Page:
For Guacamole:

    Honestly, I am not sure where to begin. I am aware that Ubuntu can run a desktop environment over a VNC port or equivalent, but, not sure if there is newer protocols that can be used to also provide sound, better UX capabilities (such as file transferring, copy paste, etc).

    I have been reading:
    https://guacamole.apache.org/doc/0.9...guacamole.html
    https://www.linuxbabe.com/ubuntu/apa...p-ubuntu-20-04
    https://www.linode.com/docs/guides/i...tu-and-debian/

    And honestly a few others, I also just don't want to keep posting links - as I am worried it might flag a spam filter or something, but, what I see are a lot of things focusing solely on just getting the web interface and VNC or RDP session up and running, and not focusing on extra or additional features (such as file transfer, copy / paste, or audio). Are there any guides or anything that I need to go out of my way for to get up and running on the host itself (I had planned on running Guacamole on a container).

    I think the hardest / most difficult situation here, is that I want Guacamole to spin up new desktop environments rather than connect to the main display session, and when reading - it seems that most people are connecting to the main session.


    For Hardware Monitoring / Tweaking:
    I am honestly trying to keep this very simple, I don't expect to run TIG, ELK, or any other stack initially, but, I do want decent hardware monitoring and alerting for basic things like:
    • SMART status / failures
    • Temperature / Overheating Issues
    • Power Consumption tweaking


    For SMART tools, I have looked at services like Scrutiny (https://github.com/AnalogJ/scrutiny), and it looks like it would work well, but, as I have not been able to test it out yet - not sure if it can also send email alerts, hook into push notification services, use webhooks, etc. So not entirely sure if I need to actually do anything.

    For temp monitoring, I was thinking of using NetData initially, and then when I have the time / priority to run TIG/ELK effectively, then switch over to that. But is there anything specific that anyone could recommend?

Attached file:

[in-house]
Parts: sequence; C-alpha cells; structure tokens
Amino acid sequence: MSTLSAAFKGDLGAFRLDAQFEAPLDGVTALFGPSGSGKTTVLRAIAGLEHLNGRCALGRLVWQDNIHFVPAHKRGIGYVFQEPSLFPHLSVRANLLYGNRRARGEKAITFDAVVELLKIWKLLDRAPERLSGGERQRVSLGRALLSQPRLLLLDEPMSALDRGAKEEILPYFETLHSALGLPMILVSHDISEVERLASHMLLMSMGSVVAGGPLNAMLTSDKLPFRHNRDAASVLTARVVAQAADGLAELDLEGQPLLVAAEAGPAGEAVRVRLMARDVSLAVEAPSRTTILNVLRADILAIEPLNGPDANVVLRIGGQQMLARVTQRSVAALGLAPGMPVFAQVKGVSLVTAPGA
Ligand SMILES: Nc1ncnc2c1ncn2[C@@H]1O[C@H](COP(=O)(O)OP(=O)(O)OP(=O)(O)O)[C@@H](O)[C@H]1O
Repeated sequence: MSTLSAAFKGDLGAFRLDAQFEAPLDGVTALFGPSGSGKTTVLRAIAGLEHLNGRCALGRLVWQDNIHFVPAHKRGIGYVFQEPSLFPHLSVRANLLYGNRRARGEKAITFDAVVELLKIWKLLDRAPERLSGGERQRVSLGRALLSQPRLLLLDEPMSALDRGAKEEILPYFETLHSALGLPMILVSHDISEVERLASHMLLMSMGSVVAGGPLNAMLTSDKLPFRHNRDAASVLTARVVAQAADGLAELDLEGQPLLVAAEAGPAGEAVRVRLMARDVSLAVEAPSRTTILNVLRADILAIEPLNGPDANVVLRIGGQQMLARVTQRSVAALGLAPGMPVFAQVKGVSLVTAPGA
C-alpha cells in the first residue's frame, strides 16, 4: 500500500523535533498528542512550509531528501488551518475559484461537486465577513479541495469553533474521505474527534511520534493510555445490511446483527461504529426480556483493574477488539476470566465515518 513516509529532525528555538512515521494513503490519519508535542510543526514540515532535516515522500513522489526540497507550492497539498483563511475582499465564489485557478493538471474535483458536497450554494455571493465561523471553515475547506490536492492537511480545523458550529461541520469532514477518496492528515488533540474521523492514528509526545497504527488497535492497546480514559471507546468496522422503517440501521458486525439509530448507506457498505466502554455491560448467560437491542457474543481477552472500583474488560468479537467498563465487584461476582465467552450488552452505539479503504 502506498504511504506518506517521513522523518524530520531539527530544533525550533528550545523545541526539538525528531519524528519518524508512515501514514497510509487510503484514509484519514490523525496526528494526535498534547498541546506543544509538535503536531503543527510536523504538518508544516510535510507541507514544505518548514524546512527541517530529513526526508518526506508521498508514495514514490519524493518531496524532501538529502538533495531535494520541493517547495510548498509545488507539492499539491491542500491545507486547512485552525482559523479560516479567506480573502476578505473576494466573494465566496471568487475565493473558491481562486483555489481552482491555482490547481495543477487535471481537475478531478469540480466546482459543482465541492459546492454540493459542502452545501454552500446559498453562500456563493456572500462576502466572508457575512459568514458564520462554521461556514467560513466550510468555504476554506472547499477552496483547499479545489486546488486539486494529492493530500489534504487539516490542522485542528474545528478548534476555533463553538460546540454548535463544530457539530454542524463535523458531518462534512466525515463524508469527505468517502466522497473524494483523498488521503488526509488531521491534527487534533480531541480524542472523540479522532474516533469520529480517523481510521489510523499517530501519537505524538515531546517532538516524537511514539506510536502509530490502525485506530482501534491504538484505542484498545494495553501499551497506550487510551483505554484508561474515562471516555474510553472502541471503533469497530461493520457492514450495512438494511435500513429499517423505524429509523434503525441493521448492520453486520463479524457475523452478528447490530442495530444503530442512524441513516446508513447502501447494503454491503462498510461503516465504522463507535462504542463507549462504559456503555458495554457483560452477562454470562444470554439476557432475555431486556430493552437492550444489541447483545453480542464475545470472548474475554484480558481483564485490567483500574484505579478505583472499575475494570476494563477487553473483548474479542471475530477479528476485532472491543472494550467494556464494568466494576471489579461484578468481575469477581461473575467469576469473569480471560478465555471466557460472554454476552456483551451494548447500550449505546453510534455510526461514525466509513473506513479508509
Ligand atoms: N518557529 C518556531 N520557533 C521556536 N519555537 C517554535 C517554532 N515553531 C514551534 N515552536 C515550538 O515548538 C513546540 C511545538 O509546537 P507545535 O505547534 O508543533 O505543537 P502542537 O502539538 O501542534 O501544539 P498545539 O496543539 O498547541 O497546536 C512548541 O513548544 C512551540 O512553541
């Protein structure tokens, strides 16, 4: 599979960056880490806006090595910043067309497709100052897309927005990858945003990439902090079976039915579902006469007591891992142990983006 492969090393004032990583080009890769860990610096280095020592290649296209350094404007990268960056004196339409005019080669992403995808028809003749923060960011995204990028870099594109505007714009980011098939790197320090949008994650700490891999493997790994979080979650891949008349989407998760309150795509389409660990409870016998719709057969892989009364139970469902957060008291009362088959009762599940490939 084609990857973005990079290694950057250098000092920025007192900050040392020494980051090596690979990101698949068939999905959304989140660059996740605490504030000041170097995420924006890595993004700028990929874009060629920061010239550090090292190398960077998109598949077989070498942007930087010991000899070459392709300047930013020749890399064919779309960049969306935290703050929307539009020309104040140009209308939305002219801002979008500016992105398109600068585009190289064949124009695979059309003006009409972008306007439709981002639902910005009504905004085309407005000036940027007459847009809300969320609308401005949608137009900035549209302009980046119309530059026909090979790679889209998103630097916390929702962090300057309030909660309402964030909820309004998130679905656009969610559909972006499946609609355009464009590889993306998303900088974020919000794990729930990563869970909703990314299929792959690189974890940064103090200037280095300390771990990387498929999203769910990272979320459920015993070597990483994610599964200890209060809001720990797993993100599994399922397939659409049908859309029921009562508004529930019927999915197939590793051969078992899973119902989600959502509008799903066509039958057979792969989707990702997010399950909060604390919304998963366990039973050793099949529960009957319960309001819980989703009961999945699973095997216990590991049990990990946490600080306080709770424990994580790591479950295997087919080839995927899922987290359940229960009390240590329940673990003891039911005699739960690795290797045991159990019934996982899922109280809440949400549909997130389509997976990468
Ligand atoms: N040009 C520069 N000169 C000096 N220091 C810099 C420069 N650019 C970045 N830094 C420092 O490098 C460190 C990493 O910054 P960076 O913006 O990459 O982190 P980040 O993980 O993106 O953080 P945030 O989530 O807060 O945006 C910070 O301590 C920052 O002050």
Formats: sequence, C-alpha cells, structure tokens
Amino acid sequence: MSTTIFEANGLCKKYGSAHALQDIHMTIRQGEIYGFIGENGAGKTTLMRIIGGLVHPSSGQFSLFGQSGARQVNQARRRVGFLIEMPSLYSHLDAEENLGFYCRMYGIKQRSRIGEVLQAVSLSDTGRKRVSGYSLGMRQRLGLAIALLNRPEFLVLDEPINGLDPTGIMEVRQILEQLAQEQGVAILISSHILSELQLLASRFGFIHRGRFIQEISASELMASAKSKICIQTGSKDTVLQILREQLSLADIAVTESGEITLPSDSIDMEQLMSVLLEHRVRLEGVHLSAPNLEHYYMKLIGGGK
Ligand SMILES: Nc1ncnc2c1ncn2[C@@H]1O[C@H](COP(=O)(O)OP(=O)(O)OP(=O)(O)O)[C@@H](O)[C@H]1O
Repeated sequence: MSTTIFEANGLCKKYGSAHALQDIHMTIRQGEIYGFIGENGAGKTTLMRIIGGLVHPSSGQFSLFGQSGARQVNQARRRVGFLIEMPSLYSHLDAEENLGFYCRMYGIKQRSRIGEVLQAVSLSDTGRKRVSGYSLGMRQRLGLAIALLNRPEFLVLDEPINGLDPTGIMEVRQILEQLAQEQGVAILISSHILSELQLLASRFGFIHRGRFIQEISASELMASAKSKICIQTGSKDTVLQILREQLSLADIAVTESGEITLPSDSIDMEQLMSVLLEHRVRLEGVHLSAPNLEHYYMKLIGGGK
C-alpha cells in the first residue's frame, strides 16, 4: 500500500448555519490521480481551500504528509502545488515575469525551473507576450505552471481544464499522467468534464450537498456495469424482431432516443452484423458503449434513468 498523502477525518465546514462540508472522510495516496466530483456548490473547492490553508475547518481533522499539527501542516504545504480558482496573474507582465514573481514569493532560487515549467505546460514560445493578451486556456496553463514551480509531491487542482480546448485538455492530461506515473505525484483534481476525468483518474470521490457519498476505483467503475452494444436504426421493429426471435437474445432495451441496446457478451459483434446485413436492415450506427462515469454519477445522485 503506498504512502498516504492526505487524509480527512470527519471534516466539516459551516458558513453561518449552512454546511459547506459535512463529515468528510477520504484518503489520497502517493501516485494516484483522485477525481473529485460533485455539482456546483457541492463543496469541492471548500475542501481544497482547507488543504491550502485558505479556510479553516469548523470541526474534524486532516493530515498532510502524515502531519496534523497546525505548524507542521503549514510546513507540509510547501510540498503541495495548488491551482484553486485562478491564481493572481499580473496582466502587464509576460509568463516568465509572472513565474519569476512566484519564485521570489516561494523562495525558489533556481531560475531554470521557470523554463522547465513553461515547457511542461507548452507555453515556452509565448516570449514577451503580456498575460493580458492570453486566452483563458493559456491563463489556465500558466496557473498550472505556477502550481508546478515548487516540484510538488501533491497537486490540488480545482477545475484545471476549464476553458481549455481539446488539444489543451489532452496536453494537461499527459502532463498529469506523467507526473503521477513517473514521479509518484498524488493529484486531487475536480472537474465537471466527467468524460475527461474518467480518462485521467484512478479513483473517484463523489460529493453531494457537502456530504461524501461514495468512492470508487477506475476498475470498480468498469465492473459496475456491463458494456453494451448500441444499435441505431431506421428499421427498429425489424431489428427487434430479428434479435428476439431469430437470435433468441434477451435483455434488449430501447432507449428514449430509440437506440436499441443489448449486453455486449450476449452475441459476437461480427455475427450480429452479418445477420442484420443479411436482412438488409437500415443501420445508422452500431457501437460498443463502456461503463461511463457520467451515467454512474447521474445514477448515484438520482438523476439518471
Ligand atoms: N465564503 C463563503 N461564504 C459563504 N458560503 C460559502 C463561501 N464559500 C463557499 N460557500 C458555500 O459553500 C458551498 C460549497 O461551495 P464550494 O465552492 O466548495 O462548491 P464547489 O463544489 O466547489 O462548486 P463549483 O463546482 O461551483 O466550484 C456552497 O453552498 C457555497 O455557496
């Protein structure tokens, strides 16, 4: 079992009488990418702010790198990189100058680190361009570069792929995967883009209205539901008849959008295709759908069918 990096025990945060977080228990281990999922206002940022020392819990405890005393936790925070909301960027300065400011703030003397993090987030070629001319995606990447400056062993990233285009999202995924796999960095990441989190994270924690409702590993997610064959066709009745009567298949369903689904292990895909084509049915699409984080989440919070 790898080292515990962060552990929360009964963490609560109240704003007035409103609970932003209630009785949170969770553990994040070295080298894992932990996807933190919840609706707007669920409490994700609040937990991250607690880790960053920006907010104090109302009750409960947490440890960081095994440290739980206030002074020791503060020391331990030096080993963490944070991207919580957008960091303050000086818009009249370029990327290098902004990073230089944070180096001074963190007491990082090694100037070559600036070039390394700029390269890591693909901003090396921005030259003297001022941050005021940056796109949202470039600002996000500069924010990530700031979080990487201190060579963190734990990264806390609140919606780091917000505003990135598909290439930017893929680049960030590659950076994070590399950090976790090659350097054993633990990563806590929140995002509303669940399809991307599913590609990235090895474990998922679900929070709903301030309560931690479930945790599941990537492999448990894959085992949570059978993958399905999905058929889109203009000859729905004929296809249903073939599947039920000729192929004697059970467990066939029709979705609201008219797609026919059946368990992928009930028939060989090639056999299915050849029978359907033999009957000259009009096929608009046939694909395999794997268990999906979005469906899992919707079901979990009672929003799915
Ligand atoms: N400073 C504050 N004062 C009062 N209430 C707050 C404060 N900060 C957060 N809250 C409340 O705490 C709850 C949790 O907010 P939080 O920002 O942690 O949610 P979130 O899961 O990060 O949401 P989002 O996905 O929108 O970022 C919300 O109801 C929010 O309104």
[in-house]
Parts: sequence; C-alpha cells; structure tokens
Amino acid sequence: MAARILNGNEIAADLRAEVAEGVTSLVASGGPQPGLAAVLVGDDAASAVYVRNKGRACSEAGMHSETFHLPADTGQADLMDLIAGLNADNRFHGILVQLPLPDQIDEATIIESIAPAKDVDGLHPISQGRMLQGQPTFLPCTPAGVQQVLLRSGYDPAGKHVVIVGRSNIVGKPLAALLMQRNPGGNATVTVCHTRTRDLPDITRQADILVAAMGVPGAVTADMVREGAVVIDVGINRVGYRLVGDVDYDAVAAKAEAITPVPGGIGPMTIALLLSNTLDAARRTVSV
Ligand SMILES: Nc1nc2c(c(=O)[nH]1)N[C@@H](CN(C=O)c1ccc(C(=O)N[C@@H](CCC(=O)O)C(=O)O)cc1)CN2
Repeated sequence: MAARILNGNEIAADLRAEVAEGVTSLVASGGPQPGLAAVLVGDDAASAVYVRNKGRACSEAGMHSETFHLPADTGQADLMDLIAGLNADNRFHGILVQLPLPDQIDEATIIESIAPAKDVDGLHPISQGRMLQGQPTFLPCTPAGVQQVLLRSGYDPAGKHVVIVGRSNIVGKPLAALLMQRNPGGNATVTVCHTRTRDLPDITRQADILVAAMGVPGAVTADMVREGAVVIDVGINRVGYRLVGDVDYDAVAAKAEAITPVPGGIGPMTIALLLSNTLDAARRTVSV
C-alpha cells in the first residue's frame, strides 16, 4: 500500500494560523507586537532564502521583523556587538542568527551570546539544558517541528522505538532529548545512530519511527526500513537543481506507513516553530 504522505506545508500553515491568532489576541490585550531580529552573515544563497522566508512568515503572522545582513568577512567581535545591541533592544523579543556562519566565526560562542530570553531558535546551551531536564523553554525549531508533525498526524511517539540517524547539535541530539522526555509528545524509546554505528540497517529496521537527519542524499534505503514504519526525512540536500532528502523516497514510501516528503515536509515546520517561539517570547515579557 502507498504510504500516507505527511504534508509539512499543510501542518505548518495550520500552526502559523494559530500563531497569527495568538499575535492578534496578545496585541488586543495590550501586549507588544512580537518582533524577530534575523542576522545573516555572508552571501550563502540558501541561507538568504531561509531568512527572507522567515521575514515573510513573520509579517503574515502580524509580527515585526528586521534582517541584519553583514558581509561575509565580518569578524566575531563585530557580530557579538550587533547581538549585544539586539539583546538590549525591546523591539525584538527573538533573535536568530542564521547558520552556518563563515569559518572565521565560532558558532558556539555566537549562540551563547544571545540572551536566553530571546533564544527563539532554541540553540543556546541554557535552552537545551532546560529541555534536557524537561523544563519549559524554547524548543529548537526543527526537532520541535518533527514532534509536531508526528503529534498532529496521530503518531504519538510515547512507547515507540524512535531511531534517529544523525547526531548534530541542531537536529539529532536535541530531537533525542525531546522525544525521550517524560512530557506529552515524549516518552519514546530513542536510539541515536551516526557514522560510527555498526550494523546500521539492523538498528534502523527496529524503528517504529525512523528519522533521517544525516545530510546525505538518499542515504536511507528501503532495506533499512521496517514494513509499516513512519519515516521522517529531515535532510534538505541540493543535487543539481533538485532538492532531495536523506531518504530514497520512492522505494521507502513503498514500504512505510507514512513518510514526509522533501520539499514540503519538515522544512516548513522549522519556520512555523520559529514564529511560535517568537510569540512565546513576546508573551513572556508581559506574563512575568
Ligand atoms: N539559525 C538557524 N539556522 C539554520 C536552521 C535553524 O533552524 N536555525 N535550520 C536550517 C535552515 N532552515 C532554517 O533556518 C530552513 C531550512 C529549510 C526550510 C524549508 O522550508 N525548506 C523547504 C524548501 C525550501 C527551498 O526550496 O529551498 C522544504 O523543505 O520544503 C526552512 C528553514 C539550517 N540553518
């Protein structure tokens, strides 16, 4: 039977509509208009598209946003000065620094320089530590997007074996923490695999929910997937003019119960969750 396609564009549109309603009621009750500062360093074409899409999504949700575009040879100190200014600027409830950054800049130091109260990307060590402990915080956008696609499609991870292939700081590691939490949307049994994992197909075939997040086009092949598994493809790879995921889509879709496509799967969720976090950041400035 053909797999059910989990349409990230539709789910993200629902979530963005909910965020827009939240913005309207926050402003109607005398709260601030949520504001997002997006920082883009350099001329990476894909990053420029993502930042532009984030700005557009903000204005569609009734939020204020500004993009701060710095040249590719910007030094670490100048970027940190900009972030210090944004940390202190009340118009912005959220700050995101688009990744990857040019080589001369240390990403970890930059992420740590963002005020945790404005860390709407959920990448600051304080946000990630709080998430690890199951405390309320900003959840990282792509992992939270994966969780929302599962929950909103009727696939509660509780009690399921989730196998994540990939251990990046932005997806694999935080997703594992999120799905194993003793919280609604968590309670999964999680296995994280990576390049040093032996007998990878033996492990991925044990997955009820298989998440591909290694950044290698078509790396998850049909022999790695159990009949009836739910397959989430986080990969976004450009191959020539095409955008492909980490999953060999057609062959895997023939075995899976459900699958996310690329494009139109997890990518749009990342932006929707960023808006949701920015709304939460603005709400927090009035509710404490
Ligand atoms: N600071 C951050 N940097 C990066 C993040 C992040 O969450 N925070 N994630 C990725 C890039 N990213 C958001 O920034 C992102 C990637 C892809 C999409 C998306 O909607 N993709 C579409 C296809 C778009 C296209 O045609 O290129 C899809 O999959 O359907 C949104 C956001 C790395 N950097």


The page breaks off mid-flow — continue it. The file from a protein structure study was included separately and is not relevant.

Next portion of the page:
Power Consumption tweaking, I used powertop quite some time ago (even before the older NAS build), but, am not sure if it is still maintained or useful? ArchLinux's site seems to have documentation on it still, but, is there anything that needs to be done with it, other than running it with --auto-tune flag?


    I am sure I am overthinking or over planning, a lot of this stuff, but, just trying to be thorough in what I am doing and researching - so I can have a fairly stable and long lasting system that I won't have to break-fix a lot of the time.

    Really appreciate any solutions or offers for advice here, I might have some more questions as I come closer to finalizing the build.

  2. #2
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    Re: Home NAS, configuration planning / guidance requested

    You've made some choices that I'd never make for different reasons.

    I'd never use docker over security defaults that undermine the best aspects of Linux containers. I'd use lxd/lxc instead. By default, lxc is more secure. https://cheatsheetseries.owasp.org/c...eat_Sheet.html is a start.

    I left Plex to gain more privacy. Jellyfin is the replacement and has much better support for F/LOSS audio files, if that matters to you. The layout for media is basically the same. Jellyfin isn't as polished, but it does easily hook into OTA recording if you have HDHR hardware. I always disliked the Plex playback clients. They were slow and bloated on my systems and didn't play 90% of my audio files. Jellyfin has clients and DLNA support, so my playback devices are raspberry pi devices. 1 supports 4K playback and the other just 1080p. Considering I don't have any 4K screens in the house, it isn't THAT important to support 4K, but new video hardware I've bought the last year all supports 4K @ 60 HZ for the day that happens. I've been watching for a 36inch-42inch 4K monitor a few years. We don't have TVs and our projectors are 720p, 720p, 1080p and 1080p devices. 75 inch screens just seem too small.